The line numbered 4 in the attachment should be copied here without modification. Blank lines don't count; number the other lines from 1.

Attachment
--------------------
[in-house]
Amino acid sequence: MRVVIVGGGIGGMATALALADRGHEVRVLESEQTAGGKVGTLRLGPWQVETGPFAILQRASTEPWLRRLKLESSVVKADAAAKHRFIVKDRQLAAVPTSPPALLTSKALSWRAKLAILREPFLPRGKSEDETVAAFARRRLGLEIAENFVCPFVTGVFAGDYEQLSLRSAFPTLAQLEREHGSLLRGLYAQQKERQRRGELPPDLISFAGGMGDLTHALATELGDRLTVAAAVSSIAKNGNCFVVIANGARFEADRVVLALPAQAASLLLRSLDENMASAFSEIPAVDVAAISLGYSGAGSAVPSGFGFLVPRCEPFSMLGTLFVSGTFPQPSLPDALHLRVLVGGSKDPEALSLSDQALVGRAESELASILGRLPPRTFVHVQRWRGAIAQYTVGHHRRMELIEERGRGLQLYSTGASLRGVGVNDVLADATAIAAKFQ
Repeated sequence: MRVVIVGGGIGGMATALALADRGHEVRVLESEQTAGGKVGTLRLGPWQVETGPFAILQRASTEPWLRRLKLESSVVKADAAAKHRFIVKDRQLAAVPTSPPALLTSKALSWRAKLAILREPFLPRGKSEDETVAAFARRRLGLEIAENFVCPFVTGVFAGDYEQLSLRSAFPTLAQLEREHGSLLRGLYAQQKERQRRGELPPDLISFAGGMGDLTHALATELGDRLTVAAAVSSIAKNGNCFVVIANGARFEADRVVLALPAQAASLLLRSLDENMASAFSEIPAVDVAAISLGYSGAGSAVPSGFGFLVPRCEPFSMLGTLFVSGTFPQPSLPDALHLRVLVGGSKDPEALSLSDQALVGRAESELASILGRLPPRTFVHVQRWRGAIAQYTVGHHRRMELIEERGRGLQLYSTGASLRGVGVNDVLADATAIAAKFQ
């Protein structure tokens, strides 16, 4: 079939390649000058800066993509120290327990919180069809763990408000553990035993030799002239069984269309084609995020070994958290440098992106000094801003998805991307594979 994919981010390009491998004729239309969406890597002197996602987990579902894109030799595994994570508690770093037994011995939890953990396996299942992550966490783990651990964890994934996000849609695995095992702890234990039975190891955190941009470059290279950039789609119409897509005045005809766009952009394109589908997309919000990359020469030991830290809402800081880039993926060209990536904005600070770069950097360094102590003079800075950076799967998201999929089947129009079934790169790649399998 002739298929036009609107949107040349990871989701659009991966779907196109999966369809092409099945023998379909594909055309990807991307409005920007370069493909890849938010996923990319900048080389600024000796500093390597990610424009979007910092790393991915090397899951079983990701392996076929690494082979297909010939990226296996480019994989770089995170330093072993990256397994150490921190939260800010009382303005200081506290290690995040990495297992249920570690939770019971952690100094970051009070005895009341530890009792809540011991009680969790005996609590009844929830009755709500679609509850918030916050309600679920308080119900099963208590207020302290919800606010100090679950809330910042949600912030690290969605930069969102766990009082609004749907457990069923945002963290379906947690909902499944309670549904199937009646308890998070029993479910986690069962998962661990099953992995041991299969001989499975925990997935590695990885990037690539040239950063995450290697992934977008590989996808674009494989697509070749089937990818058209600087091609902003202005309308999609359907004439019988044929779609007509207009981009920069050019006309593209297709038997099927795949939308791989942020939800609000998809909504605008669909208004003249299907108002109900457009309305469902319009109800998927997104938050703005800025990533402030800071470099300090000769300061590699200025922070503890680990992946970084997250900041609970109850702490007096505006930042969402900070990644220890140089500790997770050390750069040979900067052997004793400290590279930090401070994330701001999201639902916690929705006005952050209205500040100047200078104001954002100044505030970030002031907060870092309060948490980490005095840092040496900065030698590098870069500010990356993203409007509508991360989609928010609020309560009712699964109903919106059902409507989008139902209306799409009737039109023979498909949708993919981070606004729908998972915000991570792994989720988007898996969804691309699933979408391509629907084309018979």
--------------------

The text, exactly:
């Protein structure tokens, strides 16, 4: 079939390649000058800066993509120290327990919180069809763990408000553990035993030799002239069984269309084609995020070994958290440098992106000094801003998805991307594979 994919981010390009491998004729239309969406890597002197996602987990579902894109030799595994994570508690770093037994011995939890953990396996299942992550966490783990651990964890994934996000849609695995095992702890234990039975190891955190941009470059290279950039789609119409897509005045005809766009952009394109589908997309919000990359020469030991830290809402800081880039993926060209990536904005600070770069950097360094102590003079800075950076799967998201999929089947129009079934790169790649399998 002739298929036009609107949107040349990871989701659009991966779907196109999966369809092409099945023998379909594909055309990807991307409005920007370069493909890849938010996923990319900048080389600024000796500093390597990610424009979007910092790393991915090397899951079983990701392996076929690494082979297909010939990226296996480019994989770089995170330093072993990256397994150490921190939260800010009382303005200081506290290690995040990495297992249920570690939770019971952690100094970051009070005895009341530890009792809540011991009680969790005996609590009844929830009755709500679609509850918030916050309600679920308080119900099963208590207020302290919800606010100090679950809330910042949600912030690290969605930069969102766990009082609004749907457990069923945002963290379906947690909902499944309670549904199937009646308890998070029993479910986690069962998962661990099953992995041991299969001989499975925990997935590695990885990037690539040239950063995450290697992934977008590989996808674009494989697509070749089937990818058209600087091609902003202005309308999609359907004439019988044929779609007509207009981009920069050019006309593209297709038997099927795949939308791989942020939800609000998809909504605008669909208004003249299907108002109900457009309305469902319009109800998927997104938050703005800025990533402030800071470099300090000769300061590699200025922070503890680990992946970084997250900041609970109850702490007096505006930042969402900070990644220890140089500790997770050390750069040979900067052997004793400290590279930090401070994330701001999201639902916690929705006005952050209205500040100047200078104001954002100044505030970030002031907060870092309060948490980490005095840092040496900065030698590098870069500010990356993203409007509508991360989609928010609020309560009712699964109903919106059902409507989008139902209306799409009737039109023979498909949708993919981070606004729908998972915000991570792994989720988007898996969804691309699933979408391509629907084309018979």